Following the latest quarterly re-shuffle of the UK’s top companies, the low-cost carrier has swapped places with Hiscox, the insurer, which now finds itself in the FTSE 250.
Hiscox, which first entered the FTSE 100 in December last year, has been hit hard by an increase in claims following recent extreme weather events experienced in the US, Caribbean and Japan. In a trading update last month the company said it was setting aside $165m to cover probable insurance claims as a result of severe weather.
EasyJet’s path back into the Footsie has not been an easy ride for investors. Brexit uncertainty, a sustained period of higher oil prices and a weak pound - making holidays abroad more expensive - have been tough headwinds the company has had to face.
However, the collapse of Thomas Cook airlines and strikes at Ryanair and British Airways have boosted passenger numbers. The company has also added more aircraft and focused on cutting costs which has strengthened the share price enough to secure its re-entry into the UK’s largest stockmarket index.
The experiences of easyJet and Hiscox demonstrate that once in the FTSE 100 there’s no guarantee a company will stay there for long. EasyJet first joined the Footsie in 2013, before falling out in June this year, while Hiscox entered the top index for the first time last December.
Each quarter a review takes place and according to the rules of the FTSE Russell reviews committee, FTSE 100 companies that have fallen to 111th position or worse are demoted. Conversely, FTSE 250 companies that would make 90th position or above in the FTSE 100 based on their market size get promoted.
Consequently, over the past 35 years the FTSE 100, like the UK economy, has continually evolved. Back in 1984 the index featured many household names aimed at the domestic market. Then came the nationalisation of many state industries which changed its composition over the 1980s.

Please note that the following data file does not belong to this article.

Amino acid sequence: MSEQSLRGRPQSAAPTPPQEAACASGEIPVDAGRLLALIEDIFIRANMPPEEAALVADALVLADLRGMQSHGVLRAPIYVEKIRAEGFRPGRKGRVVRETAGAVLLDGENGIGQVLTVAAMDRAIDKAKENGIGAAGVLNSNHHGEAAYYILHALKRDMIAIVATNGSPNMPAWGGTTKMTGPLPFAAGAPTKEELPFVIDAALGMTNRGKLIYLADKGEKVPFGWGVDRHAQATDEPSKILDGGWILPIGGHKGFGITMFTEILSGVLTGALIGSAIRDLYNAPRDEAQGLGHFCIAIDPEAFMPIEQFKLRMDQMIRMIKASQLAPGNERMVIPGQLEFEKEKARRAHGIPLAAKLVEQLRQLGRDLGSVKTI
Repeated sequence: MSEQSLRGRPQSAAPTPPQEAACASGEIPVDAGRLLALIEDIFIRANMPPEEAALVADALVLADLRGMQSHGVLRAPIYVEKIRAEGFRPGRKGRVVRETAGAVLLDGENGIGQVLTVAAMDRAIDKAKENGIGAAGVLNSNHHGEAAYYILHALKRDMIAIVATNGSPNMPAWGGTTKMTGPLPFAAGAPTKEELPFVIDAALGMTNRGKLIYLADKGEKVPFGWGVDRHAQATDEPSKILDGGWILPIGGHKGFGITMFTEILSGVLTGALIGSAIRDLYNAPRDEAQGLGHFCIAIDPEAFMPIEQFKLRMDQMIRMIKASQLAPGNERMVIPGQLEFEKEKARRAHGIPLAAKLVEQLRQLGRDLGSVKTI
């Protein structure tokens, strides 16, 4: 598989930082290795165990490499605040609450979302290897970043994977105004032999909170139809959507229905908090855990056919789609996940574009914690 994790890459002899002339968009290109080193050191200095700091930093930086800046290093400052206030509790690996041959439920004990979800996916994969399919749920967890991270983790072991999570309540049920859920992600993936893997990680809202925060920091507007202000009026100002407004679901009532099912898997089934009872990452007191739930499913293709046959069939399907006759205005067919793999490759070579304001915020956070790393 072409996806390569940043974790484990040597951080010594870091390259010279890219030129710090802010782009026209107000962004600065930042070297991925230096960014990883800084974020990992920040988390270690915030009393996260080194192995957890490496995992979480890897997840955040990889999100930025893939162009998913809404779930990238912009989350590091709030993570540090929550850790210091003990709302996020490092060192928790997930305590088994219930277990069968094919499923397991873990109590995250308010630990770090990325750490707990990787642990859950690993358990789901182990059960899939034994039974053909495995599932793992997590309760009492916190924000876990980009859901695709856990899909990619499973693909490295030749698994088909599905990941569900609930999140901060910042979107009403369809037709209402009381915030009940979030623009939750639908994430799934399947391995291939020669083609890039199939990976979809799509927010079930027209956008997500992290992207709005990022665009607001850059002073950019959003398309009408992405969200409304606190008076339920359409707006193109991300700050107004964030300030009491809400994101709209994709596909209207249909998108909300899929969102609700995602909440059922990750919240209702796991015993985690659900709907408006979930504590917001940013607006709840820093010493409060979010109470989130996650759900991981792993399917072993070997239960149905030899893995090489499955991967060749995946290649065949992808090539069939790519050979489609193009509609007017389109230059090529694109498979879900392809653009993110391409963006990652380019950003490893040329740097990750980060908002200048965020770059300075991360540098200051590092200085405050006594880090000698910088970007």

Now of course the index is far more international than it once was, with more than 75% of FTSE 100 companies generating their earnings from overseas. With such a large presence of multinationals it’s no longer an indicator of the true state of the domestic UK economy.
Many investors looking for a low-cost way to access the performance of an index turn to tracker funds which aim to follow the ups and downs of a particular market.
Rather than focus on the top 100 companies, to get a broader, more diversified spread of companies, many UK tracker funds follow the FTSE All-Share Index which is made up of over 600 London-listed companies. The Fidelity Index UK Fund does exactly that, with an extremely low ongoing charge of just 0.06% per year.
Find out more on the Fidelity Index UK Fund
Important information: The value of investments and the income from them can go down as well as up, so you may get back less than you invest. Investors should note that the views expressed may no longer be current and may have already been acted upon. Reference to specific securities should not be construed as a recommendation to buy or sell these securities and is included for the purposes of illustration only. This information is not a personal recommendation for any particular investment. If you are unsure about the suitability of an investment you should speak to an authorised financial adviser.
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